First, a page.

Hey, if any man has the skills to wrestle a living tiger into submission, you can bet your bottom dollar that it’ll be Brad “I once killed an otter” Pitt* (*he may not have killed an otter.) Variety has reported that he and director Darren Aronofsky are planning on working side-by-side on the adaptation of John Vaillant’s book The Tiger, which sees a young gameskeeper hunting a lethal tiger.
It’s always nice to stay ahead of the curve, if only so you can feel unnecessarily smug in front of friends and loved ones. With this in mind Best For Film brings you what you need to know about next week’s film releases. Have a read, plan your week accordingly, and practice that lovely self-satisfied smile we all love you for…
It’s always refreshing when a thinking person’s rom-com comes around. An Education is not only beautifully constructed, but with wonderful performances, a tight script and questions of love that are difficult to wriggle out of, it’s a film that really grips its audience. Charming, sleek and funny, it’s hard not to be won over by this twisted romance. Just be careful, if we’ve learnt anything, its the danger of the power of seduction.
It’s always a bit of a struggle to have an unbiased opinion of a film based on a heartbreaking true story. We wanted to feel inspired by Extrordinary Measures, but try as we might, there’s just no getting around the fact that this is schmaltzy, made-for-tv rubbish, with two pretty dull performances from leads Harrison Ford and Brendan Fraser. Sorry. Now down to hell we go.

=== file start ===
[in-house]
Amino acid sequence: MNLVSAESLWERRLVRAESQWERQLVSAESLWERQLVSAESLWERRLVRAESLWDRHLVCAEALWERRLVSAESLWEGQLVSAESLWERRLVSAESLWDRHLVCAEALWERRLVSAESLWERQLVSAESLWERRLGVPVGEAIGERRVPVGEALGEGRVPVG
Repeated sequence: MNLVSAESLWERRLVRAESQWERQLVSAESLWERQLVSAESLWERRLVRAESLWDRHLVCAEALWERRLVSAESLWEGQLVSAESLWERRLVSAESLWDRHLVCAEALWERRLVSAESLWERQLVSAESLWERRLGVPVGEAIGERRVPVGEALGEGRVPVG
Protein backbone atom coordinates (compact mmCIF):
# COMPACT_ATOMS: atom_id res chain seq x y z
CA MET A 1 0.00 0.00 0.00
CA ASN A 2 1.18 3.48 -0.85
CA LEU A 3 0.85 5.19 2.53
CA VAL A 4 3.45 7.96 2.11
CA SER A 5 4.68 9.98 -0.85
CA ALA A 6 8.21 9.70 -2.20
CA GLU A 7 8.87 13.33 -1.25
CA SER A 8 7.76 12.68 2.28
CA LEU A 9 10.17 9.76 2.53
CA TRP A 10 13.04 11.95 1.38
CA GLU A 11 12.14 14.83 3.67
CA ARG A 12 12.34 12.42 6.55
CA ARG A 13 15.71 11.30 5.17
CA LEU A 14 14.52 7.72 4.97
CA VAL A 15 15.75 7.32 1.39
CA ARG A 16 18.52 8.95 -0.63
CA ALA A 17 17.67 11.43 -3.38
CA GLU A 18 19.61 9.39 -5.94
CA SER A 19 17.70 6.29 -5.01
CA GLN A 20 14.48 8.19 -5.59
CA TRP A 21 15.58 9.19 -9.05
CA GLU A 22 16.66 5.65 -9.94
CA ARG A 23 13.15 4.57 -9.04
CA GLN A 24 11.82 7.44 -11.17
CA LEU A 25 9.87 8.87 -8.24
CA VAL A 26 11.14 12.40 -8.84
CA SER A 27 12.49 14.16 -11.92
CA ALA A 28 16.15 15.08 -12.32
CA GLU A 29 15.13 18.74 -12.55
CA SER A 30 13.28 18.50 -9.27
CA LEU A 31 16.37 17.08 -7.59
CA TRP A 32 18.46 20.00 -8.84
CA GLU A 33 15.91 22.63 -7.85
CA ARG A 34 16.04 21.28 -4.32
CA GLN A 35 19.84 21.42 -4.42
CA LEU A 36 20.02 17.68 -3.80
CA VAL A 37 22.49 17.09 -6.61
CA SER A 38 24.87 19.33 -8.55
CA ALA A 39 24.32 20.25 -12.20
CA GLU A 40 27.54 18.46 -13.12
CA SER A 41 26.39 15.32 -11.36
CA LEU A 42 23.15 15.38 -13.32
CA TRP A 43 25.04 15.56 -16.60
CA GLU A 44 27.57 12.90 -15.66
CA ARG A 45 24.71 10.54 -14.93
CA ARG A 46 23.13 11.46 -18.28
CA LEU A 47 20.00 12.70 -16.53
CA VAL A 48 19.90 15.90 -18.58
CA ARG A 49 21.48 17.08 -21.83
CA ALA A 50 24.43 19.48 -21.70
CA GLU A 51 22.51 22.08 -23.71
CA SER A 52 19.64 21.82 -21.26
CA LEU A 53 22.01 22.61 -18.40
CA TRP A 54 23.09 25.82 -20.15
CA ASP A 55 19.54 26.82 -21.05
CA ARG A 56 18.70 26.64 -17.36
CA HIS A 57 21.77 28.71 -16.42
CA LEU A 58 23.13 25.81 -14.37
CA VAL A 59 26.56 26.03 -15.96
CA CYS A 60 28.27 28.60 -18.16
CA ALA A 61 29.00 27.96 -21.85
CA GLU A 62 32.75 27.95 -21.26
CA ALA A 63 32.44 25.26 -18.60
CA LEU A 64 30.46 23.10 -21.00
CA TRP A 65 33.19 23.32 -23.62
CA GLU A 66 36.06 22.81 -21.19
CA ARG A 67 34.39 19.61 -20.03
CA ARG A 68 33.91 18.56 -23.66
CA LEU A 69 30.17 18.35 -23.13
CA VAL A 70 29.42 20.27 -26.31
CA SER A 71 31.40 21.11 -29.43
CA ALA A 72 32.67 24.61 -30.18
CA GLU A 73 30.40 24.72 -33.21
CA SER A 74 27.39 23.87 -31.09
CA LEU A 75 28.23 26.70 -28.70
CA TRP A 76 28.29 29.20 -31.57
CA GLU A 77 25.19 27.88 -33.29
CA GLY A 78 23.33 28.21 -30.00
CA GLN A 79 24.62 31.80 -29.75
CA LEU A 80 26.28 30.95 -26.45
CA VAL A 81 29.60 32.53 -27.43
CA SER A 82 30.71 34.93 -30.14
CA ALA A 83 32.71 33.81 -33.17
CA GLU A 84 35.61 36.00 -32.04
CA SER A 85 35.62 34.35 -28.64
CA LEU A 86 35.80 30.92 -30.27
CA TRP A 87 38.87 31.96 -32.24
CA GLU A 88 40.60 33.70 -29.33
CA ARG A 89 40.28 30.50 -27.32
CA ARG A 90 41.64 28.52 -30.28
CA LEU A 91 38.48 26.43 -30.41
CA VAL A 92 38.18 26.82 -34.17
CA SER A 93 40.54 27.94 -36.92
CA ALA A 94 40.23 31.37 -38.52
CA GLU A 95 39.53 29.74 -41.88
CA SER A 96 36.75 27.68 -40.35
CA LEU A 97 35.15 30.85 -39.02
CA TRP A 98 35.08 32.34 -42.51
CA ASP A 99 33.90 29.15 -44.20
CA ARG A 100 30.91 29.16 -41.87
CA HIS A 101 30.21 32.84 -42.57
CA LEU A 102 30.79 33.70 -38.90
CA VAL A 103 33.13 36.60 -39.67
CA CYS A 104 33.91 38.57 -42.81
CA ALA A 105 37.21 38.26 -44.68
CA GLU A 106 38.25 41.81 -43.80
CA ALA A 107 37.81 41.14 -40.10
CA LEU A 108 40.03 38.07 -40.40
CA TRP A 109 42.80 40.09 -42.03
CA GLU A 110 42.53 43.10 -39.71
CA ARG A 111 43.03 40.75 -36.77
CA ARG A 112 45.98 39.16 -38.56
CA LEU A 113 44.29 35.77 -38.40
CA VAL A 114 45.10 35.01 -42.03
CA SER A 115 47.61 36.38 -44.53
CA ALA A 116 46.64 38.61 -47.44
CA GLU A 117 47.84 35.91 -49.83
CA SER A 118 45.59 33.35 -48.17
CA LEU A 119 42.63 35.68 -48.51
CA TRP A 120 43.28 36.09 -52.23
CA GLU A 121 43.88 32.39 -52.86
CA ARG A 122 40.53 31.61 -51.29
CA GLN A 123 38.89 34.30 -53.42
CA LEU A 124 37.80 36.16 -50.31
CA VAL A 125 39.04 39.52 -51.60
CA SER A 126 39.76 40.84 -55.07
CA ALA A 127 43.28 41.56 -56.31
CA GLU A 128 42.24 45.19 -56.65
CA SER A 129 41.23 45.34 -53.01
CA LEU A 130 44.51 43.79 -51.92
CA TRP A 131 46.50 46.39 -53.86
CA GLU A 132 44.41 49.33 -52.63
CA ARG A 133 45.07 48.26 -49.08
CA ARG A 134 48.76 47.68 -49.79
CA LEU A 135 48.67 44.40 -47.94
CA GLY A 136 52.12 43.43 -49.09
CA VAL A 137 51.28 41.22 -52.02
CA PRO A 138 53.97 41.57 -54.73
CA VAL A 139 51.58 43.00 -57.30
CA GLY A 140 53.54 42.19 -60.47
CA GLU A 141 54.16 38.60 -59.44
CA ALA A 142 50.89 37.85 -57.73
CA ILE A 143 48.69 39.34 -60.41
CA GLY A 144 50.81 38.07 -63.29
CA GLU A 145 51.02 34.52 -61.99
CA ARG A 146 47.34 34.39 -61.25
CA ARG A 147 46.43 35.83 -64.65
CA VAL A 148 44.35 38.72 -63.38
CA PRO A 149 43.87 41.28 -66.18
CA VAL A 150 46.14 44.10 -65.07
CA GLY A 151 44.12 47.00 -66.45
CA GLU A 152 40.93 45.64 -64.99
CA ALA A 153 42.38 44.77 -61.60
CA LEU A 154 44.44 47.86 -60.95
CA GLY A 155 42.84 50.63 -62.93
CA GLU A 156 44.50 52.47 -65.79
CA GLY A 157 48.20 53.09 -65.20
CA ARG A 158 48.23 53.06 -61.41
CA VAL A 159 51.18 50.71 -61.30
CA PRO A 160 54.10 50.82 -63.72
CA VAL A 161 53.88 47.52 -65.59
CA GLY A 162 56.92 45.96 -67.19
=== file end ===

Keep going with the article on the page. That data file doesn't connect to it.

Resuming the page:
Colin Firth’s performance – though well deserving of the hype – is just one of the many pleasures of fashion doyen Tom Ford’s directorial debut, based on the novel by Christopher Isherwood. Adapted for the screen by Ford and David Scearce, A Single Man is a haunting drama about a fifty-something scholar, who secretly says farewell to the people he loves as he contemplates suicide.
When published in 2002 The Lovely Bones was an instant success, climbing to top of the UK as well as US book charts. So how do you tell a tale about the grizzly rape and murder of a 14 year-old girl onscreen, whilst making sure it can be released a PG? By getting rid of that pesky rape and muder part, of course! Peter Jackson’s take on Alice Sebold’s novel is certainly beautiful to look at, but it has to be asked, is that really the point?
Based on the novel of the same name, The Time Traveler’s Wife explores a sometime traditional love story in a very untraditional way. It centes on the lives of two people ‘fated’ to be together, but one is plagued by a (very) rare disease; that he randomly jumps through time, so that their relationship is fundamentally fragmented, heartbreaking and frankly, very, very confusing.